Fry begins his discussion of “nonwarring values” by pointing out the obvious fact that some value orientations are more conducive to peace than others, and that peace systems live by “nonwarring values.” In the Upper Xingu tribes, for example, the warrior role is shunned, peace is considered moral, war is not. Fry describes the means by which peace-promoting values were enshrined by the Iroquois Confederation. An explicit goal for the European Union was to bring peace and prosperity to the region. In the case of the EU, Fry describes how actualization of the values of democracy, social equality, human rights and respect for the law serve as the EU’s shared moral compass. The AFWW cornerstone “Spread Liberal Democracy” also places emphasis on the pacifying effect of these facets of liberal democracies when you have large, modern societies. The AFWW cornerstone “Promote Nonviolent Conflict Resolution” embraces the need to teach the philosophy and skills of peace.
Fry illustrates a need for “symbolism and ceremonies that reinforce peace” citing participation of all the Upper Xingu tribes in ceremonies to mourn the deaths of deceased chiefs and inaugurate new ones. Joint ceremonies help unify the tribes, again helping to foster connectedness and create a sense of common identity.
The Iroquois League was unified by a powerful symbol of unity, the Tree of Peace. The tree’s white roots represented the desire for peace to spread beyond the confederacy. Clearly the Iroquois understood that peace requires work to maintain it; an eagle perched on top of the tree was to act as a reminder that the tribes must remain vigilant to the threats to peace from within and without. An ending-war campaign, built around the shared goal of creating safe, secure, and healthy places for all children, a better future for all, will likewise need to create an appropriate, unifying symbol or symbols to represent the desire to forge and maintain such a peace. If a life without war is to be won and maintained, there must be “superordinate institutions for conflict management.” Fry points out that there are many different ways to address conflicts between groups, and that one key to managing them is to create higher levels of governance to facilitate these processes by creating a new common identity and a new unity of purpose. He describes the Council of Chiefs created by the Iroquois Confederacy. He describes higher levels of governance created by the EU, such as the European Court of Justice. The formation of the United States from thirteen separate colonies created that kind of higher level of governance under a constitution in which people with differences do not take up weapons and battle it out but instead go to court. In extreme cases, they appeal to their Supreme Court. Organizations, individuals, and programs embraced by the AFWW cornerstones “Provide Security and Order” and “Promote Nonviolent Conflict Resolution” are concerned with these issues of how to nonviolently manage conflicts. The United Nations is arguably the best candidate positioned to serve as a superordinate institution for a global peace system. The International Court of Justice is another step we have already taken in this direction.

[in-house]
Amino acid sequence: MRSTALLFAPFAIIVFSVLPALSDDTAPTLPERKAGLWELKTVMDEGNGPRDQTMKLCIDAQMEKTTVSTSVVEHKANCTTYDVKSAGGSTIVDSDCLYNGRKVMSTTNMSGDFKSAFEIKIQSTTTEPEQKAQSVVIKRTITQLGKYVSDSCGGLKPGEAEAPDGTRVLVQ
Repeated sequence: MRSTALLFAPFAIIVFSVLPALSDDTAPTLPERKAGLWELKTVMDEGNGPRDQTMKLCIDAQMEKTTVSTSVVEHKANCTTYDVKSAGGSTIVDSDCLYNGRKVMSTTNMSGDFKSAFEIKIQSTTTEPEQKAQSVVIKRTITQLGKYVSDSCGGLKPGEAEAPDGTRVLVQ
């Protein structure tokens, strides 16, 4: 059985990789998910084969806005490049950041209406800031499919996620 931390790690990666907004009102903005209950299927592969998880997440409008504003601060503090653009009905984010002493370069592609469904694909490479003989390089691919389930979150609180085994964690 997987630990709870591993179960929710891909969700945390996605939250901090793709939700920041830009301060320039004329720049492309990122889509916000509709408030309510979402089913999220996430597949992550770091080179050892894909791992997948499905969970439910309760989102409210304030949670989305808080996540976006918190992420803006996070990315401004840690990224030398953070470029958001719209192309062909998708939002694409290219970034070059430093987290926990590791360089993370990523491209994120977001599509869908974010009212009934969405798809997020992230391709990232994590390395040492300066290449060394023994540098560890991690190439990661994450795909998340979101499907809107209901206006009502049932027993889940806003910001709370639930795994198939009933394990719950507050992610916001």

Fry concludes that creating a peace system for the entire planet would involve many synergistic elements “including the transformative vision that a new peace-based global system is in fact possible….” Here the commonality with getting the very concept widely understood that it is possible to create such a peace system is with the AFWW cornerstone “Embrace the Goal.” Summing up, if we decide to pursue the goal of a warless future, we have actual examples and models to learn from, and they encourage us to know that with sufficient will we can succeed.